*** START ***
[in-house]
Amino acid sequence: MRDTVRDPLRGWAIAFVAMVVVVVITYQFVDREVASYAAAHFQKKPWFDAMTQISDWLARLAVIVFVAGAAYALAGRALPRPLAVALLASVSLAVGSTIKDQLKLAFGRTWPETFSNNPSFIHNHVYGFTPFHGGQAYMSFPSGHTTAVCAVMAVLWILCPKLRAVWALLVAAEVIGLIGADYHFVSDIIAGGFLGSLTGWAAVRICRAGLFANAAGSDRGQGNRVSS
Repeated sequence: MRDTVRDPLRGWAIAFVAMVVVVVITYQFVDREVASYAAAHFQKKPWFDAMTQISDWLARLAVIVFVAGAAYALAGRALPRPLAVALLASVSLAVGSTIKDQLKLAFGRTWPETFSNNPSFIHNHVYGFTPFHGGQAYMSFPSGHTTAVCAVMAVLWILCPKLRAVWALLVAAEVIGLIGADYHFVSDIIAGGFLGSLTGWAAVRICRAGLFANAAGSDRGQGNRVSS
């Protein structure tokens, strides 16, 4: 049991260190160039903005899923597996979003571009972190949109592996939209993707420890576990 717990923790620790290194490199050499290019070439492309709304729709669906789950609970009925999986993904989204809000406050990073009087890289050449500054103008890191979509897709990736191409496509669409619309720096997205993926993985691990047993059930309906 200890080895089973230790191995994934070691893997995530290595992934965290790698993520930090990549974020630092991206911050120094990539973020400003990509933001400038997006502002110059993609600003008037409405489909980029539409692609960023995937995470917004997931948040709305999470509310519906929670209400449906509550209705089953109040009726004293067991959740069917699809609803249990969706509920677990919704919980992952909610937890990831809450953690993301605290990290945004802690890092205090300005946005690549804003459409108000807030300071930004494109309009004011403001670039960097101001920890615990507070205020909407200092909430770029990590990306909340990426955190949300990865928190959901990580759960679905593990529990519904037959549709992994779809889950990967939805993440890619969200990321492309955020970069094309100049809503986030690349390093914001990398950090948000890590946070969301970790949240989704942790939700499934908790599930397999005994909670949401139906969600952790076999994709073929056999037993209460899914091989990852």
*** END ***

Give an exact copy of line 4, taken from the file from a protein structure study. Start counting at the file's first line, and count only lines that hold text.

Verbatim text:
């Protein structure tokens, strides 16, 4: 049991260190160039903005899923597996979003571009972190949109592996939209993707420890576990 717990923790620790290194490199050499290019070439492309709304729709669906789950609970009925999986993904989204809000406050990073009087890289050449500054103008890191979509897709990736191409496509669409619309720096997205993926993985691990047993059930309906 200890080895089973230790191995994934070691893997995530290595992934965290790698993520930090990549974020630092991206911050120094990539973020400003990509933001400038997006502002110059993609600003008037409405489909980029539409692609960023995937995470917004997931948040709305999470509310519906929670209400449906509550209705089953109040009726004293067991959740069917699809609803249990969706509920677990919704919980992952909610937890990831809450953690993301605290990290945004802690890092205090300005946005690549804003459409108000807030300071930004494109309009004011403001670039960097101001920890615990507070205020909407200092909430770029990590990306909340990426955190949300990865928190959901990580759960679905593990529990519904037959549709992994779809889950990967939805993440890619969200990321492309955020970069094309100049809503986030690349390093914001990398950090948000890590946070969301970790949240989704942790939700499934908790599930397999005994909670949401139906969600952790076999994709073929056999037993209460899914091989990852």